On the day of the Commonwealth Games Opening Ceremony, chief minister Sheila Dikshit gave a TV interview in which she managed to appear at once smug and humble. She tut-tutted gently about the mess in the run-up to the Games, when preparations were not directly in her hands, and, because she was far wilier than the interviewer, was allowed to dwell upon what she described as her government’s success at cleaning things up at the last minute. Then she neatly turned the tables on the interviewer by tut-tutting sorrowfully about how self-indulgent and childish the media had been in focusing only on Games disasters while there was such sterling evidence of success: the Yamuna flood relief measures that had been organised at such short notice and on such a large scale. And so on. Plainly you have to get up early to catch this CM on the wrong foot.
One of the more interesting, though perhaps predictable things Dikshit said was in response to a question or two on the apparent banishment of beggars from the streets of central Delhi. Is that democratic and fair, she was asked. No such thing happened, the CM replied, adding contradictorily that anyway several homeless shelters had been put up, and after all, she said sweetly, “If you have guests coming over then wouldn’t you want your home to look beautiful?” (I don’t remember her exact words, but this was roughly it.)
I found this interesting for all sorts of reasons. First, clearly it is true. Yes, with guests on their way, I would like my home to do me credit. Second, it is brazen. It amounts to saying that beggars and urban blight amount to the same thing and are unlovely and for that reason it is OK to hide them away when someone calls. Third, these clearly aren’t your neighbourhood friends visiting. You are not on equal terms with these guests; you hope they will go away impressed.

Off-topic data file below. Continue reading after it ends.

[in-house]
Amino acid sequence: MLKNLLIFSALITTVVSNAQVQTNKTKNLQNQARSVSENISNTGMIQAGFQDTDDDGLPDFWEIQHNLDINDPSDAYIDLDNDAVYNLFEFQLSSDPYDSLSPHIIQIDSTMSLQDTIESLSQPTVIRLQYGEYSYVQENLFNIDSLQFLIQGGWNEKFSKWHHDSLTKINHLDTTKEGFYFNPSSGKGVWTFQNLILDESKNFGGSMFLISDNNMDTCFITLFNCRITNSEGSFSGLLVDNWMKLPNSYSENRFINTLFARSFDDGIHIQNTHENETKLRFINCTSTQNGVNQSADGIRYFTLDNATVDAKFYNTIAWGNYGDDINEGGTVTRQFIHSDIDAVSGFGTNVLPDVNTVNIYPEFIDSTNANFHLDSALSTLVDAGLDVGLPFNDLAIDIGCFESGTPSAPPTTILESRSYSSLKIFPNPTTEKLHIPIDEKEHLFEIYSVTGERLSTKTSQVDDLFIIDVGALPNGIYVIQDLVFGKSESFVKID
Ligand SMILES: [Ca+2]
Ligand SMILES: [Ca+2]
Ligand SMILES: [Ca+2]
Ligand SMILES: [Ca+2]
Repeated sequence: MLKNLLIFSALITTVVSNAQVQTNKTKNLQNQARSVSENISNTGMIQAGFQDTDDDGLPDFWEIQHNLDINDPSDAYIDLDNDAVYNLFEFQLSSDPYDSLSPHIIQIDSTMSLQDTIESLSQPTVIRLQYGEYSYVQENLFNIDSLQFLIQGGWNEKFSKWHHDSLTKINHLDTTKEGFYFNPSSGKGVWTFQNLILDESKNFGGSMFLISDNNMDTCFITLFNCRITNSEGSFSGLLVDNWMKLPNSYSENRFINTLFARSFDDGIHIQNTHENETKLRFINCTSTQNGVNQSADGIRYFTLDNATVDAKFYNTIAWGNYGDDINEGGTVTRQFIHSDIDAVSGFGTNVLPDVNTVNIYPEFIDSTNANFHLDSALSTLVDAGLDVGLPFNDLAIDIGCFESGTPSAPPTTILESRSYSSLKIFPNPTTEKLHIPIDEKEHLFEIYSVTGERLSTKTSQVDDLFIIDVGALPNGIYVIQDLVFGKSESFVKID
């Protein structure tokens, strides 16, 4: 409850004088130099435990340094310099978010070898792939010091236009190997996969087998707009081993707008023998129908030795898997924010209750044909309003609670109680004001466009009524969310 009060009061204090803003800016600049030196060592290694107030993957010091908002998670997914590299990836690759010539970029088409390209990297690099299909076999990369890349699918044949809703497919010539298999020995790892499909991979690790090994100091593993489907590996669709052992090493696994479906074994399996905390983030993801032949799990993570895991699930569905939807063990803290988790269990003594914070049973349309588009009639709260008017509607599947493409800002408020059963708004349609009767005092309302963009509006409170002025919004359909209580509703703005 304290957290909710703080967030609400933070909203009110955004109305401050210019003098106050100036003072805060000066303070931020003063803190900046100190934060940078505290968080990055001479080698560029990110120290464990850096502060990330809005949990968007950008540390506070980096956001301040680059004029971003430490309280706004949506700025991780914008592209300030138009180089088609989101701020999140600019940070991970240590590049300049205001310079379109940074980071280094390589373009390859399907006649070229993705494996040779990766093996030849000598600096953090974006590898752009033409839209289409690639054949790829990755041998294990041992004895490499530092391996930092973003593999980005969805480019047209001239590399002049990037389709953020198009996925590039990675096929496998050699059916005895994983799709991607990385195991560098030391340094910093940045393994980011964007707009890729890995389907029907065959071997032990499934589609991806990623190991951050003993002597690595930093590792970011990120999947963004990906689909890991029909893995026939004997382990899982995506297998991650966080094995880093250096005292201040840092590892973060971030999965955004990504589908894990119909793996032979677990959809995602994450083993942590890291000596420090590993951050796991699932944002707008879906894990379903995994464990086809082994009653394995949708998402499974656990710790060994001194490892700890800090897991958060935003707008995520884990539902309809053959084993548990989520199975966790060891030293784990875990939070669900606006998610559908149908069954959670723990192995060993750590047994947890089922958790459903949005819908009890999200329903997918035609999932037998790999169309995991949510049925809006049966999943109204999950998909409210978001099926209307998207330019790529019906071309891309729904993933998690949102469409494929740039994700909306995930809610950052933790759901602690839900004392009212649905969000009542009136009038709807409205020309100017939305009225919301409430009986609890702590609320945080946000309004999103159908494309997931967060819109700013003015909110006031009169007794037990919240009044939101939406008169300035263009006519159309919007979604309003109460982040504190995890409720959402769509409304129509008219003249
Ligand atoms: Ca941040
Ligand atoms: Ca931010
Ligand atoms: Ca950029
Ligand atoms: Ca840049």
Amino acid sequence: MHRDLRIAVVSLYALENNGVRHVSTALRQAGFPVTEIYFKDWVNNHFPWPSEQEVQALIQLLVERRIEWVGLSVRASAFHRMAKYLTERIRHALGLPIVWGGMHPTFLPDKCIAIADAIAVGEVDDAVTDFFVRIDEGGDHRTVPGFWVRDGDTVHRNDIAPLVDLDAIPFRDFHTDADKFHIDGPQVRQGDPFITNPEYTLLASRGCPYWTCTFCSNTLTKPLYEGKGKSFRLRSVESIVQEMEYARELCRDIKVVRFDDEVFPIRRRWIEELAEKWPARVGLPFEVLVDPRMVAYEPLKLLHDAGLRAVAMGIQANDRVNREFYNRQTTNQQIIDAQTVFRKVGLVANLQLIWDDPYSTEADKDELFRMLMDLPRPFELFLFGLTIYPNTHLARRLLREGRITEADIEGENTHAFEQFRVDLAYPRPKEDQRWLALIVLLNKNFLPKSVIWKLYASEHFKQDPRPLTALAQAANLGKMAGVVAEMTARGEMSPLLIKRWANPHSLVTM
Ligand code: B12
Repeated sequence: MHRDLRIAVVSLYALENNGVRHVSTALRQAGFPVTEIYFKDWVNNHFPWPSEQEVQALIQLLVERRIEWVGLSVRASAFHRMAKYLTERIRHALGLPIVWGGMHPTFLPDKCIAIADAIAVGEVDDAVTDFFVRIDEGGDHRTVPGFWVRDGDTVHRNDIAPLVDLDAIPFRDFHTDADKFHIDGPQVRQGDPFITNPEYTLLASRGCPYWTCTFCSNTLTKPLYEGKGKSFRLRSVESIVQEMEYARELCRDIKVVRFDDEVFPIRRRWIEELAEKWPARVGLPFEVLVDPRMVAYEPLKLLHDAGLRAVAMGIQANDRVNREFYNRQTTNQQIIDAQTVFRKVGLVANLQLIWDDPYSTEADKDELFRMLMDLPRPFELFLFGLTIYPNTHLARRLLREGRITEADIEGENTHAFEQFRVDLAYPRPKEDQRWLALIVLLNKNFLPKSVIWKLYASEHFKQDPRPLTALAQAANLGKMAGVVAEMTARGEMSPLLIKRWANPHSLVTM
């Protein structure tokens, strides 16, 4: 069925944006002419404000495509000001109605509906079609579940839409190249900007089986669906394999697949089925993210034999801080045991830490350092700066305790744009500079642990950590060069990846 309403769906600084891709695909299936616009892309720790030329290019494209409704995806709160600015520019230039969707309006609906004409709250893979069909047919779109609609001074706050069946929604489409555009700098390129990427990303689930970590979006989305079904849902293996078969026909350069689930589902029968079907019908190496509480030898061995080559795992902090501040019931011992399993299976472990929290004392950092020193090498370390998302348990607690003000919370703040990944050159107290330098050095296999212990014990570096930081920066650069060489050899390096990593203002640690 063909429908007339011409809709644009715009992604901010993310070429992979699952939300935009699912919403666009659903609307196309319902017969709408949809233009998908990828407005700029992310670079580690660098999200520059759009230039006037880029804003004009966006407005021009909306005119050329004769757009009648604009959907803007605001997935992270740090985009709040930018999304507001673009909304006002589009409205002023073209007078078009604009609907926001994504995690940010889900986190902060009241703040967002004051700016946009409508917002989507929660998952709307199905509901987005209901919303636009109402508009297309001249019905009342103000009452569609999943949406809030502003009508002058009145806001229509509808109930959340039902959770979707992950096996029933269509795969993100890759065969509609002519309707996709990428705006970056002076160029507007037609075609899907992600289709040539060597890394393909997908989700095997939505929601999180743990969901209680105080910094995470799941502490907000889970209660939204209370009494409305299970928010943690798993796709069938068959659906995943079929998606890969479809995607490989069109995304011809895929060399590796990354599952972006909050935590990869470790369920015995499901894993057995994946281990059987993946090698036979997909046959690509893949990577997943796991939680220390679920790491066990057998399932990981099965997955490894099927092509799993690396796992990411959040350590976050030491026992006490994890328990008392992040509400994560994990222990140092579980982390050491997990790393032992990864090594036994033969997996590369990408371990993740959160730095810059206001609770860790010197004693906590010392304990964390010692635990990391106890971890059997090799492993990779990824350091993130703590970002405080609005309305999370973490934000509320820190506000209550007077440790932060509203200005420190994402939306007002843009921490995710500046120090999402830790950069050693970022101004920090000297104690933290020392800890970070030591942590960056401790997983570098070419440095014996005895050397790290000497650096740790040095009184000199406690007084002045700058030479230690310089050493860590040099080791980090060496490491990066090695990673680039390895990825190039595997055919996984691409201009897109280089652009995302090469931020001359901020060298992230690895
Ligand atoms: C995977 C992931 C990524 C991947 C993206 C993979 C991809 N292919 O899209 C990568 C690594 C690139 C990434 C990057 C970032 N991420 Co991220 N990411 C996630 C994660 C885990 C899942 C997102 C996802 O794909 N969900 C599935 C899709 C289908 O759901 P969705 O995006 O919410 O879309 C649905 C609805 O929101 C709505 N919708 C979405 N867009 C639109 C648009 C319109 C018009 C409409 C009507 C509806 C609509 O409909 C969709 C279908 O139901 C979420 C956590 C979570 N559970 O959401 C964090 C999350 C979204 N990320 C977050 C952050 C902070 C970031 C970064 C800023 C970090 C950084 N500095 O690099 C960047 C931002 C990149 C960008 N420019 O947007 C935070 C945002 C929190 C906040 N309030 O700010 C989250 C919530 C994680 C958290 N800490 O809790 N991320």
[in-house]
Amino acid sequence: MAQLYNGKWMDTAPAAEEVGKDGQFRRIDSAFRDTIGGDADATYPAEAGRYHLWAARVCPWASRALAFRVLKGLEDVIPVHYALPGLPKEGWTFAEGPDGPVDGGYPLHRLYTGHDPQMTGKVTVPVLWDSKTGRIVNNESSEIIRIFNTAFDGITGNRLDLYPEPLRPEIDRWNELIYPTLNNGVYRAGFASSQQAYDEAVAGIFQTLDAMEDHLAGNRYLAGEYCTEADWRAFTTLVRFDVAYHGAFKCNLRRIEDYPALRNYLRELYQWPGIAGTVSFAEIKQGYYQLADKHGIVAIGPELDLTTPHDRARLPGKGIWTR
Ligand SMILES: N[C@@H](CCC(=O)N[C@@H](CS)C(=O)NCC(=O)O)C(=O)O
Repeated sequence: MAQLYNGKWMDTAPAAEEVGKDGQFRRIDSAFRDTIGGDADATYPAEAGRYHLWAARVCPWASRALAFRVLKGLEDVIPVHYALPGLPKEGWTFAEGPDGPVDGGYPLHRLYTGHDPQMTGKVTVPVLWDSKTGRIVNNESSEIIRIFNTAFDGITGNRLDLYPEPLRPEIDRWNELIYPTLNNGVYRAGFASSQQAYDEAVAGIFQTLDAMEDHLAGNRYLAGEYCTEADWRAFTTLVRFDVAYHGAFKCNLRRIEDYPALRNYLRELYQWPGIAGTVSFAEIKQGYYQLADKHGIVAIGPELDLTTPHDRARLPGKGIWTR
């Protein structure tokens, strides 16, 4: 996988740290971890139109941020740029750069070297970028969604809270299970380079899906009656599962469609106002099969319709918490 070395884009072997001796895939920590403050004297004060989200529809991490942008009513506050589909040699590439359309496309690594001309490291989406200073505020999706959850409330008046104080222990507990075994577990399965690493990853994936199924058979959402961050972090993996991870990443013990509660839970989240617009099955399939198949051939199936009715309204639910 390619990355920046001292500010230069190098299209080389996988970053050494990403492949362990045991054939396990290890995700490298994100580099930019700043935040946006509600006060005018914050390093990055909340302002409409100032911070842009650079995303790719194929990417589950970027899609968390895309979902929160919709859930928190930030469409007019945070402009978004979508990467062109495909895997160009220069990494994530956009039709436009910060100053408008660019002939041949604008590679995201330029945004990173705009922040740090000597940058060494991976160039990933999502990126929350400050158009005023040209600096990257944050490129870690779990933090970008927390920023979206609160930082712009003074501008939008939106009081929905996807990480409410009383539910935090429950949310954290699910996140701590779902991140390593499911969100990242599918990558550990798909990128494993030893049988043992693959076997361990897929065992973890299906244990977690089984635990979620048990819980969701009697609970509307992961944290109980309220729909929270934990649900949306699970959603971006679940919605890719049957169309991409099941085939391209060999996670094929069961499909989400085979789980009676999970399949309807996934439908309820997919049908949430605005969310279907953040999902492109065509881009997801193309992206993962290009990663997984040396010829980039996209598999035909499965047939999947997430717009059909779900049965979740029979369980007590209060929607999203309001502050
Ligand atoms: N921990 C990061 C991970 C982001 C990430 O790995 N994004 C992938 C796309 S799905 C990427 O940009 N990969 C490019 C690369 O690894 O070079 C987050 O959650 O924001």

This is still somewhat OK. One is used to this. The thing is that, beggars (and that’s a catch-all term for all sorts of “undesirables”) aside, the beautification of Delhi has been a curiously brain-dead procedure. In the last several months pavements have been redone in smooth stone not concrete slabs, nicely turned bollards planted to keep automobiles off pavements, kerbs brightly repainted and re-repainted, roads relaid and widened, new streetlamps installed on new poles, walls given fresh coats, new street signage set up, new grass laid down…
So it isn’t a new Delhi that’s come out of all this. (I’m not counting the Metro and airport, because they are not just for the Games.) It’s just a neater version of the old Delhi. And, in the nature of Indian things, it is extremely unlikely to last.
This seems like a great loss, because how often does our government show itself willing and energetic enough to revamp a whole megacity? Could we not have done something a little more interesting than apply spit and polish? Delhiites are not noted for their civic behaviour, so no meaningful change would have been easy to accomplish. But this was a good opportunity to try.
Here are a few things I can think of that we might have tried. Restrain your disbelief as you look through them. Eventually they will have to be done, or else our city will become unlivable, unviable.